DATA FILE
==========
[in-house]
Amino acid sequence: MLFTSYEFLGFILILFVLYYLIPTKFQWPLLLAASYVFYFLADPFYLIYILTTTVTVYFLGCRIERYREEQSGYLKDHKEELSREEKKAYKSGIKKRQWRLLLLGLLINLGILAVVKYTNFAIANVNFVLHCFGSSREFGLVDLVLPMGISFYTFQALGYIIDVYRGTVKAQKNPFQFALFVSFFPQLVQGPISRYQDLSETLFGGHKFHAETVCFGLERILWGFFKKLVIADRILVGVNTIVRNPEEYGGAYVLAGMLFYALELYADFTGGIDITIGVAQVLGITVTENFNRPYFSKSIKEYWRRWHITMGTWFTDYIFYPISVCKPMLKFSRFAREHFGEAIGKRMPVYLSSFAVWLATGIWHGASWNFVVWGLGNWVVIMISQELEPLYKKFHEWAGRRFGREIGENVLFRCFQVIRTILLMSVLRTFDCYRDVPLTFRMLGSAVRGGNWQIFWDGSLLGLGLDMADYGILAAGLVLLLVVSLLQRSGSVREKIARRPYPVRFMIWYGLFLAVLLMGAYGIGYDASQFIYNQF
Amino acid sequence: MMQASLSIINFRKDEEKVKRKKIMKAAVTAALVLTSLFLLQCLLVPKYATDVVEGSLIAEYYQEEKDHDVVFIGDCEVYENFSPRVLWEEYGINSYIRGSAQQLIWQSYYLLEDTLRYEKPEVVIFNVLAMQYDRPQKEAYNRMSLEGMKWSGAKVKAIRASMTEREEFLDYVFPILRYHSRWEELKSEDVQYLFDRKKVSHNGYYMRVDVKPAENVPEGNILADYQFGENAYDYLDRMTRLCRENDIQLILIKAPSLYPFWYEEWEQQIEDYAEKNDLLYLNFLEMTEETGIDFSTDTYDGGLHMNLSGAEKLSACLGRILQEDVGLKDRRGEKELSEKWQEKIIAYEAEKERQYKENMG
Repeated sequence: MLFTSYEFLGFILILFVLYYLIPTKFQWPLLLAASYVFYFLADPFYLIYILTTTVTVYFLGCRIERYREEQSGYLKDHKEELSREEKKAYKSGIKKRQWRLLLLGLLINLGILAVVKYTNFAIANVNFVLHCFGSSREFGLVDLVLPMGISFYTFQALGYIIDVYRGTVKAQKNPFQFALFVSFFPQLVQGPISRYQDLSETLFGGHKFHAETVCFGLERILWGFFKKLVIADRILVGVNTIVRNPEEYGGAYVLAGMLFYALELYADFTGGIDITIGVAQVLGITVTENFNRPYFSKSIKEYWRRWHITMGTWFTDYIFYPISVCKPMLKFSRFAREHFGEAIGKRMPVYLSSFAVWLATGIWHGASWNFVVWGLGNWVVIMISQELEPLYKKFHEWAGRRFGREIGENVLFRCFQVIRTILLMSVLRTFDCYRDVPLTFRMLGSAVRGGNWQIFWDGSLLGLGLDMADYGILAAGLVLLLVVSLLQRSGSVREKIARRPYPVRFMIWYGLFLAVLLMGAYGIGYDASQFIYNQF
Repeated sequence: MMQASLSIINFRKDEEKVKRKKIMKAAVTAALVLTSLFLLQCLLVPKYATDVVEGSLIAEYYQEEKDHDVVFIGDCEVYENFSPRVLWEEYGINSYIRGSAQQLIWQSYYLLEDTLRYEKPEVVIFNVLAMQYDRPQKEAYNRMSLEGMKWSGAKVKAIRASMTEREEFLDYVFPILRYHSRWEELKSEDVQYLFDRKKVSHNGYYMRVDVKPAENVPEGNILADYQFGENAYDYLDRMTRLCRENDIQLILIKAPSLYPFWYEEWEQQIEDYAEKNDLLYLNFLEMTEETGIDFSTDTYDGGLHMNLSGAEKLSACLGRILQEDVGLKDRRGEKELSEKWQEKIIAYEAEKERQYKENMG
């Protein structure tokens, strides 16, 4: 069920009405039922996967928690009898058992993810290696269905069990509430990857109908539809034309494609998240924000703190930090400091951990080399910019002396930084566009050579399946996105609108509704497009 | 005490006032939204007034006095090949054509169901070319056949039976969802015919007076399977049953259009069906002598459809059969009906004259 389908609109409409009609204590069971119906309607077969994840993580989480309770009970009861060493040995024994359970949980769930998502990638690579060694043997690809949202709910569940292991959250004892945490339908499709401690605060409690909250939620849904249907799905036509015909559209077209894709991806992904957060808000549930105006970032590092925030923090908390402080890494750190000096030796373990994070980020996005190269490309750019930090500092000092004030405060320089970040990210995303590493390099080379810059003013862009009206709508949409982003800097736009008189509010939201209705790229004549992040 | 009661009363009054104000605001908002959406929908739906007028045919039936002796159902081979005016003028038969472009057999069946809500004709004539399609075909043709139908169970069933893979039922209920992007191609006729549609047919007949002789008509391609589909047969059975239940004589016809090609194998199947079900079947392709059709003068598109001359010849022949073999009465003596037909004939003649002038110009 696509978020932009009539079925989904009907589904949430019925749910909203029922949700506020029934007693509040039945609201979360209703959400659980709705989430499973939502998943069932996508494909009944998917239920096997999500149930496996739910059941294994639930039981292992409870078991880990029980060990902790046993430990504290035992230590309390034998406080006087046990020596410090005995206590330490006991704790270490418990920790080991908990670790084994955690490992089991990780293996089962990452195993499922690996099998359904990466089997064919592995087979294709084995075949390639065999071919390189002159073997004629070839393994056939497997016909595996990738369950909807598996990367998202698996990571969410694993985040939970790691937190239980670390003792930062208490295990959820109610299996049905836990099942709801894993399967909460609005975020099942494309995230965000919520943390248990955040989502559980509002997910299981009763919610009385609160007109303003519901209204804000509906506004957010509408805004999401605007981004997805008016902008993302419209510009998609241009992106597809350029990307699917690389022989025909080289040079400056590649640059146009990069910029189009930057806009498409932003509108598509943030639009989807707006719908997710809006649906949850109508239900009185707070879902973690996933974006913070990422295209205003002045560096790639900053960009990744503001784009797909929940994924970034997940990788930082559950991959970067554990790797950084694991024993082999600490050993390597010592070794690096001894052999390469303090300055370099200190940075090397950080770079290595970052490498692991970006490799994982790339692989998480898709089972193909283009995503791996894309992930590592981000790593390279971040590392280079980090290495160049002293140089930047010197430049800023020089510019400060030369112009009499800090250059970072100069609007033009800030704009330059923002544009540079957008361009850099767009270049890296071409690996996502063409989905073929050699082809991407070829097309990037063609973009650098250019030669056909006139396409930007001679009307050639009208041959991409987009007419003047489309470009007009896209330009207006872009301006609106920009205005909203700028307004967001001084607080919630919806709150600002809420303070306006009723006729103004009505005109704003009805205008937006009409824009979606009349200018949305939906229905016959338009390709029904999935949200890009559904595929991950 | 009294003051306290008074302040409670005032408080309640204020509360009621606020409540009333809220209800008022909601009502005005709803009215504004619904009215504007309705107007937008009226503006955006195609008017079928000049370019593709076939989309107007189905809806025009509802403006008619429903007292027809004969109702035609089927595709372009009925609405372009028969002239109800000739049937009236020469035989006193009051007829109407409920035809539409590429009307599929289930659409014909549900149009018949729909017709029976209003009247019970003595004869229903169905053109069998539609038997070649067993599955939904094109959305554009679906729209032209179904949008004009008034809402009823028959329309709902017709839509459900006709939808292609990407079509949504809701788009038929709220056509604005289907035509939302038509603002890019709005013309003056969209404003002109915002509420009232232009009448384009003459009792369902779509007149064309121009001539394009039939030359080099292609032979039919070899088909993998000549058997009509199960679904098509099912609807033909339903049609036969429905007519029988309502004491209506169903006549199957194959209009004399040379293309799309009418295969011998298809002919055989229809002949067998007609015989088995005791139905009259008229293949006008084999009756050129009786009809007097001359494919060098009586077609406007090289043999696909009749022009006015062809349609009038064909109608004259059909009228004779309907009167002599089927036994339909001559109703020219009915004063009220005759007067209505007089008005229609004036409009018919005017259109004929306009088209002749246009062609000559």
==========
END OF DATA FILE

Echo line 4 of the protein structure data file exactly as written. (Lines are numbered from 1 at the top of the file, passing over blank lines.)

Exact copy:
Repeated sequence: MLFTSYEFLGFILILFVLYYLIPTKFQWPLLLAASYVFYFLADPFYLIYILTTTVTVYFLGCRIERYREEQSGYLKDHKEELSREEKKAYKSGIKKRQWRLLLLGLLINLGILAVVKYTNFAIANVNFVLHCFGSSREFGLVDLVLPMGISFYTFQALGYIIDVYRGTVKAQKNPFQFALFVSFFPQLVQGPISRYQDLSETLFGGHKFHAETVCFGLERILWGFFKKLVIADRILVGVNTIVRNPEEYGGAYVLAGMLFYALELYADFTGGIDITIGVAQVLGITVTENFNRPYFSKSIKEYWRRWHITMGTWFTDYIFYPISVCKPMLKFSRFAREHFGEAIGKRMPVYLSSFAVWLATGIWHGASWNFVVWGLGNWVVIMISQELEPLYKKFHEWAGRRFGREIGENVLFRCFQVIRTILLMSVLRTFDCYRDVPLTFRMLGSAVRGGNWQIFWDGSLLGLGLDMADYGILAAGLVLLLVVSLLQRSGSVREKIARRPYPVRFMIWYGLFLAVLLMGAYGIGYDASQFIYNQF